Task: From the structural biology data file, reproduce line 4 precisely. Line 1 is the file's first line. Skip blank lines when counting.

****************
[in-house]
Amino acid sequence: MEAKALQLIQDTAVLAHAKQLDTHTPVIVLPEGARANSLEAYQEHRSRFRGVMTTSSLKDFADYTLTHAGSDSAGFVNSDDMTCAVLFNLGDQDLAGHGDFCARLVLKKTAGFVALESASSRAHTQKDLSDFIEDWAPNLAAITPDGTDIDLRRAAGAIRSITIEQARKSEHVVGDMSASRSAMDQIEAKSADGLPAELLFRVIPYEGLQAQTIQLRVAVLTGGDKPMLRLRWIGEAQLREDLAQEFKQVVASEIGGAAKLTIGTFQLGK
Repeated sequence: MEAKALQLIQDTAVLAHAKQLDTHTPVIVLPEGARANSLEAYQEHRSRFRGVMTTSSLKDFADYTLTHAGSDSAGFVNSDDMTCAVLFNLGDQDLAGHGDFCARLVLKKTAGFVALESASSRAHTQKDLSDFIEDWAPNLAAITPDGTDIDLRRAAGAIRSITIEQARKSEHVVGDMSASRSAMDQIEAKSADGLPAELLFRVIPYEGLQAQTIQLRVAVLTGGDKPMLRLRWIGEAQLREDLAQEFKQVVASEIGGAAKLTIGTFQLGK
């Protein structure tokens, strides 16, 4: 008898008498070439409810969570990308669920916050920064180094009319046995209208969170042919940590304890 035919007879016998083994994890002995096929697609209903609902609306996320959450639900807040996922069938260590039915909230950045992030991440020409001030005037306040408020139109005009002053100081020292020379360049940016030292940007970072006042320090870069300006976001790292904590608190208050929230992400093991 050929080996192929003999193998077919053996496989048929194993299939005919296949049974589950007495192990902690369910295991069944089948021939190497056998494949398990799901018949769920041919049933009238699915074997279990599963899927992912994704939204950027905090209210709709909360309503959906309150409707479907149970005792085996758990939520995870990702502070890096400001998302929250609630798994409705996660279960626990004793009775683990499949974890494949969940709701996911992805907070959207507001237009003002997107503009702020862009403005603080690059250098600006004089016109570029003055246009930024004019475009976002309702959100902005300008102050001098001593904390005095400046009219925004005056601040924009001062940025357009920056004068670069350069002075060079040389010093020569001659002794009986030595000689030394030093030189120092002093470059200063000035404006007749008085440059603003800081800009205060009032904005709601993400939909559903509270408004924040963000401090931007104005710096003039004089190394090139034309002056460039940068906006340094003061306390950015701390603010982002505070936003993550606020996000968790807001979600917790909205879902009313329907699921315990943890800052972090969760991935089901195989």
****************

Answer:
């Protein structure tokens, strides 16, 4: 008898008498070439409810969570990308669920916050920064180094009319046995209208969170042919940590304890 035919007879016998083994994890002995096929697609209903609902609306996320959450639900807040996922069938260590039915909230950045992030991440020409001030005037306040408020139109005009002053100081020292020379360049940016030292940007970072006042320090870069300006976001790292904590608190208050929230992400093991 050929080996192929003999193998077919053996496989048929194993299939005919296949049974589950007495192990902690369910295991069944089948021939190497056998494949398990799901018949769920041919049933009238699915074997279990599963899927992912994704939204950027905090209210709709909360309503959906309150409707479907149970005792085996758990939520995870990702502070890096400001998302929250609630798994409705996660279960626990004793009775683990499949974890494949969940709701996911992805907070959207507001237009003002997107503009702020862009403005603080690059250098600006004089016109570029003055246009930024004019475009976002309702959100902005300008102050001098001593904390005095400046009219925004005056601040924009001062940025357009920056004068670069350069002075060079040389010093020569001659002794009986030595000689030394030093030189120092002093470059200063000035404006007749008085440059603003800081800009205060009032904005709601993400939909559903509270408004924040963000401090931007104005710096003039004089190394090139034309002056460039940068906006340094003061306390950015701390603010982002505070936003993550606020996000968790807001979600917790909205879902009313329907699921315990943890800052972090969760991935089901195989």